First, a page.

Much like medieval samurai warriors in Japan, these brave kalari payat experts were honored mercenaries for the kings. They participated in remarkable rituals of martial valor: for example the chaver suicide squads, a handful of highly trained kalari payat experts who would fight the entire army of the Zamorin, unmindful of certain death. On occasion they almost succeeded in killing the king.

Roughly three hundred years ago, things began to consolidate. Under the warrior king Marthanda Varma, Travancore became a relatively powerful kingdom, extending from Kanyakumari to the vicinity of Cochin. One of his notable feats was his defeat in 1741 of a Dutch fleet at Colachel near Kanyakumari. This was significant, because the Dutch were never again a colonial threat to India after that.

Re: History, Caste and Demographics in Kerala

PostPosted: Wed May 06, 2009 4:22 pm
by manu
But the other colonials did not go away. Portuguese, French and British invaders, who initially came for trade, soon started influencing the local kingdoms and societies greatly. The Portuguese in particular, fired up by their Inquisition-era spirit of aggressive Catholic evangelism, wreaked havoc in Kerala, although to a lesser extent than in Goa, further up the west coast. The Portuguese were astonished to find Syrian Christians in Kerala who did not owe allegience to the Pope. They proceeded to convert them, as well as Hindu fisherfolk, often by force.

The other colonial powers established alliances with the various kingdoms, with the intent of capturing the lucrative trade in spices and other commodities from Kerala. A series of forts along the Arabian Sea coast testifies to their presence. The next major event was the invasion of Tipu Sultan of Mysore. Tipu, despite a reputation in some circles as a freedom fighter, was clearly fired up by the spirit of jihad. Tipu’s march through northern Kerala carried in its wake large-scale forced conversions to Islam. To this day, the northern districts are heavily Muslim, with at least one district being Muslim-majority, and this is attributable to Tipu’s march, which, in the racial memory of Kerala Hindus, is still remembered as a terrible catastrophe.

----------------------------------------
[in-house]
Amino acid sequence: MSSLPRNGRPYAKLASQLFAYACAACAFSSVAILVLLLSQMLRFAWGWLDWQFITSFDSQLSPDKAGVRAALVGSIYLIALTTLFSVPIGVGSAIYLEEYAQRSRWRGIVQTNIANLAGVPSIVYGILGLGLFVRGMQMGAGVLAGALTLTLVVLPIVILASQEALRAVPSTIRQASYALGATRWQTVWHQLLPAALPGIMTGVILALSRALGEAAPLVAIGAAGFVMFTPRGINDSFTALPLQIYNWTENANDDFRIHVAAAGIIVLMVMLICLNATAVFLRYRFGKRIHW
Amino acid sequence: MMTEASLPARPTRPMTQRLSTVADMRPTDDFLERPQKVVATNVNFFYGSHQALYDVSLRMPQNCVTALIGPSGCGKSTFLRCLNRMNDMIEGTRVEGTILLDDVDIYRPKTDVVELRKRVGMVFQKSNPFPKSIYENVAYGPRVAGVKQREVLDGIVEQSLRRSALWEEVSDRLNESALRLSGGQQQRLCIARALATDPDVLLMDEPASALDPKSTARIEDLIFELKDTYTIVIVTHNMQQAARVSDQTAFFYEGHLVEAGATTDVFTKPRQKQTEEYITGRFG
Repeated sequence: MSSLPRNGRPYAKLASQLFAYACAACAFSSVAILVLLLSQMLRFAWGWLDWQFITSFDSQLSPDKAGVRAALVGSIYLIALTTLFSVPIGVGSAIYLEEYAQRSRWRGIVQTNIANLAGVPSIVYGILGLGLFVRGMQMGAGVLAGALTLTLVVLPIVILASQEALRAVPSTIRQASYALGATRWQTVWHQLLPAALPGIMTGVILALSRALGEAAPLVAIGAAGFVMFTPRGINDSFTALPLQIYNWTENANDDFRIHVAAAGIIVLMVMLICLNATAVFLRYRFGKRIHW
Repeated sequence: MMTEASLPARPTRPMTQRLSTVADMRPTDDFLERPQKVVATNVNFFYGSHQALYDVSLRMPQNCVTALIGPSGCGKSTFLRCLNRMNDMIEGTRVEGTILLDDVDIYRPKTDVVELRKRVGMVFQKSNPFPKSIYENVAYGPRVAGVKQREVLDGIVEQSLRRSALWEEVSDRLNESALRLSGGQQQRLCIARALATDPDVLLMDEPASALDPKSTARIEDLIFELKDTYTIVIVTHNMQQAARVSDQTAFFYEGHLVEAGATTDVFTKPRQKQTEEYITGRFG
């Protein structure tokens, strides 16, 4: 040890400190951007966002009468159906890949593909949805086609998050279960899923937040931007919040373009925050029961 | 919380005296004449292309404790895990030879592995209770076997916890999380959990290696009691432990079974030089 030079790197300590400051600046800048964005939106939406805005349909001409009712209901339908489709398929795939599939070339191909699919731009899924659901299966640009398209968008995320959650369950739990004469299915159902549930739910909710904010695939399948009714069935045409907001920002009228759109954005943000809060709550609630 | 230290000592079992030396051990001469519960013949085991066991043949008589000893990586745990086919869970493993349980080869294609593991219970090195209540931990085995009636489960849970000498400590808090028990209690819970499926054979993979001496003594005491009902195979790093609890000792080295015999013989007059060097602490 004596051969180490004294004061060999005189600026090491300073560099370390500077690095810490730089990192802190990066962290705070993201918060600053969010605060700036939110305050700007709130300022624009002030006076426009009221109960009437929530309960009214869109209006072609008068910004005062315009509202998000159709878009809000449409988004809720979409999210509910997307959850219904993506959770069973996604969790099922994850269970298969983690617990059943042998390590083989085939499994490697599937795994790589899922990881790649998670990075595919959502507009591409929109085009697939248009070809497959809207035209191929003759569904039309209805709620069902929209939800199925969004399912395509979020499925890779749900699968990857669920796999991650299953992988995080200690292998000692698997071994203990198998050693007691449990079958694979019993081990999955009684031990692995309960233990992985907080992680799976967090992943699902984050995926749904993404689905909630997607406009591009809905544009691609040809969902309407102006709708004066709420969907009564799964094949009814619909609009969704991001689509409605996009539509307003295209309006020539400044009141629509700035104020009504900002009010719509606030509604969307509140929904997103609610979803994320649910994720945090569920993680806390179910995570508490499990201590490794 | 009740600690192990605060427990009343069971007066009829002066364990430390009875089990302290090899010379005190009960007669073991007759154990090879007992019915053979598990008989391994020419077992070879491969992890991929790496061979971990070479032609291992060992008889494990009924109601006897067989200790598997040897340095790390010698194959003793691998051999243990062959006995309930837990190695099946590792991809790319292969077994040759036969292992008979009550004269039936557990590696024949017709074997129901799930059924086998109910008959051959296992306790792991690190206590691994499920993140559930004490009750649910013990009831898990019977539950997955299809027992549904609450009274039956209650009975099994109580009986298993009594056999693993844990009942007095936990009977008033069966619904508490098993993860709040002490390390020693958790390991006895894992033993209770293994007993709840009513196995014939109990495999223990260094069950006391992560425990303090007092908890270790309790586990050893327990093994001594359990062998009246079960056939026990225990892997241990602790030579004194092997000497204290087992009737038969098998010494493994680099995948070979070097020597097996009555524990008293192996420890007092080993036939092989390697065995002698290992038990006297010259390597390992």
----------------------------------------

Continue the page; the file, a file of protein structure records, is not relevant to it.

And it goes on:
After the British defeated Tipu Sultan, his realm came directly under their rule. Thus what is Malabar today became part of the Madras Presidency. The states of Travancore and Cochin also came under the heavy influence of the British, who stationed ‘Residents’ to advice the kings, and on occasion, to browbeat them. Though nominally independent, Travancore and Cochin were under the British thumb.

A major part of the agenda of the British (at least some of them) was the Christianization of India. A certain Col. Munro who as the Resident in Travancore certainly had this objective. Therefore, in 1819, he influenced the then ruler of Travancore to donate Rs. 10,000 for the establishment of a Syrian Christian seminary at Kottayam. In today’s terms, this was an extraordinarily large sum of money, amounting to about $300 million. As a result of the establishment of this seminary and of a number of Christian sects, for example the Church of South India, which became particularly strong in what is now southern Tamil Nadu, large-scale conversions to Christianity began. A major carrot was the fact that the Christians would offer education to anyone who converted: not unreasonably, large numbers of Hindus, especially those who belonged to the ‘lowercastes’, converted, expecting to improve themselves through education.

Numbers from the Travancore Manual reflect the demographic changes. In 1820, Travancore had 6% Muslims and 6% Christians. In one hundred years, Travancore had about 8% Muslims, and 33% Christians! Undoubtedly the dismal treatment handed out to the ‘lower castes’ played a large part in this massive conversion activity.

Re: History, Caste and Demographics in Kerala

PostPosted: Wed May 06, 2009 4:24 pm
by manu
This was the society that Sri Narayana Guru was born into: one in which large numbers of his fellow-Hindus were oppressed, denied basic human rights and forced to accept at every turn the idea that they were inferior beings who deserved their status in life because of their sins in previous lives. Ezhavas who then accounted for some 20% of Kerala’s population were seriously debating whether they should convert en masse to Christianity.

The life of the average Ezhava was horrendous, yet they were relatively privileged, as ‘low sudras’. There were many wealthy land-owning Ezhava families, and many of the Sanskrit scholars and vaidyans in Kerala were Ezhava, in a way due to the truly bizarre reason that Nambuthiri vaidyans would lose caste if they touched anybody other than ‘high-caste’ patients. Whereas an Ezhava vaidyan could lay his hands on any patient: and he was temporarily ‘promoted’ to the caste of the patient. This is much like Japanese became ‘honorary whites’ in apartheid-era South Africa.